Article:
A Healthesystems publication

Winter 2018/2019

Myth Busters: Medical Marijuana Edition

Medical marijuana legalization continues to spread to more states for an increasing number of medical conditions. Because this controversial therapy has as many supporters as detractors, deciphering what’s fact and what’s fiction can be difficult.


There is insufficient evidence for the clinical benefits of marijuana


Despite federal schedule I status that claims marijuana has no medical use, several comprehensive reviews of medical literature found substantial evidence that marijuana can help treat: 1-2



  • Chronic, severe, or intractable pain
  • Severe or persistent muscle spasms
  • Seizures/epilepsy
  • Post-traumatic stress disorder (PTSD)


Unlike opioids, marijuana does not present significant risk to injured workers


While marijuana does not share certain adverse effects with opioids such as high rates of addiction and overdose-related death, it does present some risks that are important to consider in the context of workplace injury:

  • Drowsiness, dizziness, confusion, and disorientation, which can lead to workplace accidents
  • Mental health concerns including anxiety, short-term memory loss, psychosis, and hallucinations
  • Broader public health concerns, such as driving while impaired


Workers’ comp benefits won’t have to cover marijuana because it’s federally illegal


The federal government currently defers to state governments in regard to marijuana regulation, which has led to a great diversity in policy across the country.

While new legislation and court appeals continue to evolve these policies, some states have required insurers to reimburse medical marijuana when clinically necessary, including:

states chalk-line-bottom

Know the Regulations

Because there are no established clinical guidelines regarding the use of medical marijuana, the driving force behind marijuana utilization is still state-driven legislation. It is therefore important to understand the diverse stipulations surrounding:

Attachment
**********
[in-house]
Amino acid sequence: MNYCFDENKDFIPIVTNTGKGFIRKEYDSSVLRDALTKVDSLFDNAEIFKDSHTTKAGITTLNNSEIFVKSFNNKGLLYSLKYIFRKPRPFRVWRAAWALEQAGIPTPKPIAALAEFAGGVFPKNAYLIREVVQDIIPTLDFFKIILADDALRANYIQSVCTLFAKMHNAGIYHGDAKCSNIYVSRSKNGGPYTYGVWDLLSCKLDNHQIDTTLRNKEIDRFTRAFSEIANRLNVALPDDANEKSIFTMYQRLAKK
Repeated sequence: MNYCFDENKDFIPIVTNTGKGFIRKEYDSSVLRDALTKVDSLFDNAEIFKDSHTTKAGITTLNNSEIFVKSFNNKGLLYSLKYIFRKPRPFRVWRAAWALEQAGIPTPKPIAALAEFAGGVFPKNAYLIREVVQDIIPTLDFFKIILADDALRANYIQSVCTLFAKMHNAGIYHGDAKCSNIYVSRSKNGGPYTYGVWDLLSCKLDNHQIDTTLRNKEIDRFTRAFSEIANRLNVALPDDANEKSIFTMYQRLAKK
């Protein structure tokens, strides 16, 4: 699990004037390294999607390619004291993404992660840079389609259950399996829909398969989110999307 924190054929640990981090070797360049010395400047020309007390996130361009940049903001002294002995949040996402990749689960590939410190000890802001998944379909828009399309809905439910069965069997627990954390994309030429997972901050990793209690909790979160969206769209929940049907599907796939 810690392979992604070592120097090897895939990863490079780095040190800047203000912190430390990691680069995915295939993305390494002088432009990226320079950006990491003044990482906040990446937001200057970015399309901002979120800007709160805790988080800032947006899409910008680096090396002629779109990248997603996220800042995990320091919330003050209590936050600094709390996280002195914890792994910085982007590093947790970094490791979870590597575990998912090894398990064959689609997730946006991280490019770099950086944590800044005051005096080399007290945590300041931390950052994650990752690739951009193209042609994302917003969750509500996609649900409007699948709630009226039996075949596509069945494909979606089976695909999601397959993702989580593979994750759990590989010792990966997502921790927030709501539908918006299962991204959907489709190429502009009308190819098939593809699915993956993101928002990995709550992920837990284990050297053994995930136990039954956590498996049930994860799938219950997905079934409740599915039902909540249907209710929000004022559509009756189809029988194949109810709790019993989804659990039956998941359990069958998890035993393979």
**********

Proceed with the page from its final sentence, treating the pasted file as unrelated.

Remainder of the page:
• list item icon Qualifying conditions – is marijuana legally permissible for a patient’s condition?
  • list item icon Reimbursement requirements – do insurers have to pay for marijuana?
  • list item icon Permitted formulations, dosage, and routes of administration – what forms of marijuana can a patient use, and how much can they get?
  • list item icon Drug-free workplace and workplace safety regulations – do workplace requirements make marijuana feasible?
  • list item icon The ability to swap opioid prescriptions for marijuana 3–4 – does a patient have the right to reject opioid prescriptions and use marijuana?



1 -The health effects of cannabis and cannabinoids: the current state of evidence and recommendations for research. National Academies of Sciences, Engineering, and Medicine. 2017. doi: 10.17226/24625.
2 -Whiting PF, Wolff RD, Deshpande S, et al. Cannabinoids for medical-use: a systematic review and meta-analysis. JAMA. 2015;313(24): 2456-2473. doi:10.1001/jama.2015.6358
3 -New York state department of health announces opioid replacement now a qualifying condition for medical marijuana. New York State website. https://www.health.ny.gov/press/releases/2018/2018-07-12_opioid_replacement.htm Published July 12, 2018. Accessed Oct 5, 2018
4 -Illinois Senate Bill 336 – the Alternatives to Opioids Act of 2018. Illinois General Assembly. Aug 28, 2018.
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